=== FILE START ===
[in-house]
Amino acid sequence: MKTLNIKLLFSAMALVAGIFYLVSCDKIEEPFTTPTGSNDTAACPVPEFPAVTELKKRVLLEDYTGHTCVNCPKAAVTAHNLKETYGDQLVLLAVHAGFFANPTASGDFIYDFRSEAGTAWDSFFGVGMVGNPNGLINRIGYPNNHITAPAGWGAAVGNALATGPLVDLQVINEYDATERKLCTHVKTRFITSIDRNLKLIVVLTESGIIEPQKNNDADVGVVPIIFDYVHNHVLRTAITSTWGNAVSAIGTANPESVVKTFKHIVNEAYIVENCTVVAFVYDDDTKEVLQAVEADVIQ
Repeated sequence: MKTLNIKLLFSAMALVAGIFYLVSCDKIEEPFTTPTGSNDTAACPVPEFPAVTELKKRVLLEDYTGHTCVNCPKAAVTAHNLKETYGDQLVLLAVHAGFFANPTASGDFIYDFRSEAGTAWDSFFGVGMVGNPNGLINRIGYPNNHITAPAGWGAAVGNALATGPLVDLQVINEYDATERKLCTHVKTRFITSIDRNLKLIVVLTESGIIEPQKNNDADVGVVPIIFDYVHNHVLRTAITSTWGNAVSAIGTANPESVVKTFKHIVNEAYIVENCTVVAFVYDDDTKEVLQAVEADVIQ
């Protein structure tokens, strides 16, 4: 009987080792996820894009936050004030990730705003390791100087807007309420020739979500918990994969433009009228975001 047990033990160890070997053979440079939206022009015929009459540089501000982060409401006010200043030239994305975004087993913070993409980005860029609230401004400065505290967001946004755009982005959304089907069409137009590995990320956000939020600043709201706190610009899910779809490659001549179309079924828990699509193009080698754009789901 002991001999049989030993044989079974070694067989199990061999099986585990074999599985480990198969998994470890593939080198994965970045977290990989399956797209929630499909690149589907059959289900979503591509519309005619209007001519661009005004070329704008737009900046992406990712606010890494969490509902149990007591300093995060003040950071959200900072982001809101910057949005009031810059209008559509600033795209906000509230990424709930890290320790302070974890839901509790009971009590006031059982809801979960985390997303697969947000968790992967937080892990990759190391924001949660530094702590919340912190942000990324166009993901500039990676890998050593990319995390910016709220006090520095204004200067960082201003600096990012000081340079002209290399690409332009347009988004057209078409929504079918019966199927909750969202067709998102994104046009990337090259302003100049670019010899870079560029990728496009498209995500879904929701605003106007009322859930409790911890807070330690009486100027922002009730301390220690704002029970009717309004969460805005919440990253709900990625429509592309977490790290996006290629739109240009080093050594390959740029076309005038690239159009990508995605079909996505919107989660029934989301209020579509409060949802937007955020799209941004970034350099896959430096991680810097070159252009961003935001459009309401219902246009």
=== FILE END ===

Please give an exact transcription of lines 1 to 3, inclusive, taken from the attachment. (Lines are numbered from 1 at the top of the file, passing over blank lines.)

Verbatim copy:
[in-house]
Amino acid sequence: MKTLNIKLLFSAMALVAGIFYLVSCDKIEEPFTTPTGSNDTAACPVPEFPAVTELKKRVLLEDYTGHTCVNCPKAAVTAHNLKETYGDQLVLLAVHAGFFANPTASGDFIYDFRSEAGTAWDSFFGVGMVGNPNGLINRIGYPNNHITAPAGWGAAVGNALATGPLVDLQVINEYDATERKLCTHVKTRFITSIDRNLKLIVVLTESGIIEPQKNNDADVGVVPIIFDYVHNHVLRTAITSTWGNAVSAIGTANPESVVKTFKHIVNEAYIVENCTVVAFVYDDDTKEVLQAVEADVIQ
Repeated sequence: MKTLNIKLLFSAMALVAGIFYLVSCDKIEEPFTTPTGSNDTAACPVPEFPAVTELKKRVLLEDYTGHTCVNCPKAAVTAHNLKETYGDQLVLLAVHAGFFANPTASGDFIYDFRSEAGTAWDSFFGVGMVGNPNGLINRIGYPNNHITAPAGWGAAVGNALATGPLVDLQVINEYDATERKLCTHVKTRFITSIDRNLKLIVVLTESGIIEPQKNNDADVGVVPIIFDYVHNHVLRTAITSTWGNAVSAIGTANPESVVKTFKHIVNEAYIVENCTVVAFVYDDDTKEVLQAVEADVIQ